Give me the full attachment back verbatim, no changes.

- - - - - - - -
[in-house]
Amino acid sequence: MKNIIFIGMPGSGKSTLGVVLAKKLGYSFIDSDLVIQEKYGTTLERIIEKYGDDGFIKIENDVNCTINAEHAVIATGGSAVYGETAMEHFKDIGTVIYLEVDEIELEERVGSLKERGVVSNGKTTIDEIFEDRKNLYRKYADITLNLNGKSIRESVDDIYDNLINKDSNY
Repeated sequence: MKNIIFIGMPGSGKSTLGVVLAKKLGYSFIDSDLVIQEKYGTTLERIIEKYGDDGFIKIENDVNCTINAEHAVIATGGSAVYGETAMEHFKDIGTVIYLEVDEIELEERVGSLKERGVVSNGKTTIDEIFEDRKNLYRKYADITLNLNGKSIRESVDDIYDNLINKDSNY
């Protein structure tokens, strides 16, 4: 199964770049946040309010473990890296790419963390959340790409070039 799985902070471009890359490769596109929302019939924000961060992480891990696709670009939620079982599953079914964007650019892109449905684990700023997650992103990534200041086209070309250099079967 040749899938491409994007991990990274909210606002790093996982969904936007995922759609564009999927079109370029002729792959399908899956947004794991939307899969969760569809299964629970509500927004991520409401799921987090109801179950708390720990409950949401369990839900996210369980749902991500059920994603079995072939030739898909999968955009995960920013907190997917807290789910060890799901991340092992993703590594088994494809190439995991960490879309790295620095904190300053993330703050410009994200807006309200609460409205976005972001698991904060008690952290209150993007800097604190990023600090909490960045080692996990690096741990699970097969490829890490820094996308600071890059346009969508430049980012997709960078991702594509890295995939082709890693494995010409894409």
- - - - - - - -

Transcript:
[in-house]
Amino acid sequence: MKNIIFIGMPGSGKSTLGVVLAKKLGYSFIDSDLVIQEKYGTTLERIIEKYGDDGFIKIENDVNCTINAEHAVIATGGSAVYGETAMEHFKDIGTVIYLEVDEIELEERVGSLKERGVVSNGKTTIDEIFEDRKNLYRKYADITLNLNGKSIRESVDDIYDNLINKDSNY
Repeated sequence: MKNIIFIGMPGSGKSTLGVVLAKKLGYSFIDSDLVIQEKYGTTLERIIEKYGDDGFIKIENDVNCTINAEHAVIATGGSAVYGETAMEHFKDIGTVIYLEVDEIELEERVGSLKERGVVSNGKTTIDEIFEDRKNLYRKYADITLNLNGKSIRESVDDIYDNLINKDSNY
């Protein structure tokens, strides 16, 4: 199964770049946040309010473990890296790419963390959340790409070039 799985902070471009890359490769596109929302019939924000961060992480891990696709670009939620079982599953079914964007650019892109449905684990700023997650992103990534200041086209070309250099079967 040749899938491409994007991990990274909210606002790093996982969904936007995922759609564009999927079109370029002729792959399908899956947004794991939307899969969760569809299964629970509500927004991520409401799921987090109801179950708390720990409950949401369990839900996210369980749902991500059920994603079995072939030739898909999968955009995960920013907190997917807290789910060890799901991340092992993703590594088994494809190439995991960490879309790295620095904190300053993330703050410009994200807006309200609460409205976005972001698991904060008690952290209150993007800097604190990023600090909490960045080692996990690096741990699970097969490829890490820094996308600071890059346009969508430049980012997709960078991702594509890295995939082709890693494995010409894409």